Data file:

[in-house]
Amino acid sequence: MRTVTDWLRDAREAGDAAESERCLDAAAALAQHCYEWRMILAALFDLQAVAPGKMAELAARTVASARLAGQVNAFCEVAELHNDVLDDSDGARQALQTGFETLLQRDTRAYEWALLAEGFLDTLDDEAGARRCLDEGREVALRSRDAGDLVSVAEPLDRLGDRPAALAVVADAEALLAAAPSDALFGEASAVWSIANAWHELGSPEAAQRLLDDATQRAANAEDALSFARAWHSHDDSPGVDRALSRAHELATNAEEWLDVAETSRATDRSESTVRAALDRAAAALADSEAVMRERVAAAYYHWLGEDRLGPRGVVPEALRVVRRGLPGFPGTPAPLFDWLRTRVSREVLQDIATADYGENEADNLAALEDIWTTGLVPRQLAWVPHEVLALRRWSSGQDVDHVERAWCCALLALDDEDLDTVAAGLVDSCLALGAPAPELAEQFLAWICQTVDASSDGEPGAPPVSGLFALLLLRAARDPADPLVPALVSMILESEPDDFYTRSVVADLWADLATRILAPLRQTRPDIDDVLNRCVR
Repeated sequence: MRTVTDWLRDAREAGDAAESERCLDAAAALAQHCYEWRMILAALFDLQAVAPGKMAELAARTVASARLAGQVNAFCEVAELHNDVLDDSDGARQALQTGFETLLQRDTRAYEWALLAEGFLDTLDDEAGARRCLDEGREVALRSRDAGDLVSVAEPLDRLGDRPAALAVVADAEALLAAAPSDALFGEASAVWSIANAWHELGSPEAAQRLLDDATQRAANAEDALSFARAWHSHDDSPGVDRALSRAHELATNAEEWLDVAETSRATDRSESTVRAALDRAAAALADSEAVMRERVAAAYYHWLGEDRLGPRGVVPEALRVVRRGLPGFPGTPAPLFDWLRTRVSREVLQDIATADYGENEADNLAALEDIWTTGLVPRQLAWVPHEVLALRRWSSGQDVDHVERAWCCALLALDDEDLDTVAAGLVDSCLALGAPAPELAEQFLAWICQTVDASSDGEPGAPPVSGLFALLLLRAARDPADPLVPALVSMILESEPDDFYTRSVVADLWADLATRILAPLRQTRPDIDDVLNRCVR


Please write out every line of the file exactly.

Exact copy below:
[in-house]
Amino acid sequence: MRTVTDWLRDAREAGDAAESERCLDAAAALAQHCYEWRMILAALFDLQAVAPGKMAELAARTVASARLAGQVNAFCEVAELHNDVLDDSDGARQALQTGFETLLQRDTRAYEWALLAEGFLDTLDDEAGARRCLDEGREVALRSRDAGDLVSVAEPLDRLGDRPAALAVVADAEALLAAAPSDALFGEASAVWSIANAWHELGSPEAAQRLLDDATQRAANAEDALSFARAWHSHDDSPGVDRALSRAHELATNAEEWLDVAETSRATDRSESTVRAALDRAAAALADSEAVMRERVAAAYYHWLGEDRLGPRGVVPEALRVVRRGLPGFPGTPAPLFDWLRTRVSREVLQDIATADYGENEADNLAALEDIWTTGLVPRQLAWVPHEVLALRRWSSGQDVDHVERAWCCALLALDDEDLDTVAAGLVDSCLALGAPAPELAEQFLAWICQTVDASSDGEPGAPPVSGLFALLLLRAARDPADPLVPALVSMILESEPDDFYTRSVVADLWADLATRILAPLRQTRPDIDDVLNRCVR
Repeated sequence: MRTVTDWLRDAREAGDAAESERCLDAAAALAQHCYEWRMILAALFDLQAVAPGKMAELAARTVASARLAGQVNAFCEVAELHNDVLDDSDGARQALQTGFETLLQRDTRAYEWALLAEGFLDTLDDEAGARRCLDEGREVALRSRDAGDLVSVAEPLDRLGDRPAALAVVADAEALLAAAPSDALFGEASAVWSIANAWHELGSPEAAQRLLDDATQRAANAEDALSFARAWHSHDDSPGVDRALSRAHELATNAEEWLDVAETSRATDRSESTVRAALDRAAAALADSEAVMRERVAAAYYHWLGEDRLGPRGVVPEALRVVRRGLPGFPGTPAPLFDWLRTRVSREVLQDIATADYGENEADNLAALEDIWTTGLVPRQLAWVPHEVLALRRWSSGQDVDHVERAWCCALLALDDEDLDTVAAGLVDSCLALGAPAPELAEQFLAWICQTVDASSDGEPGAPPVSGLFALLLLRAARDPADPLVPALVSMILESEPDDFYTRSVVADLWADLATRILAPLRQTRPDIDDVLNRCVR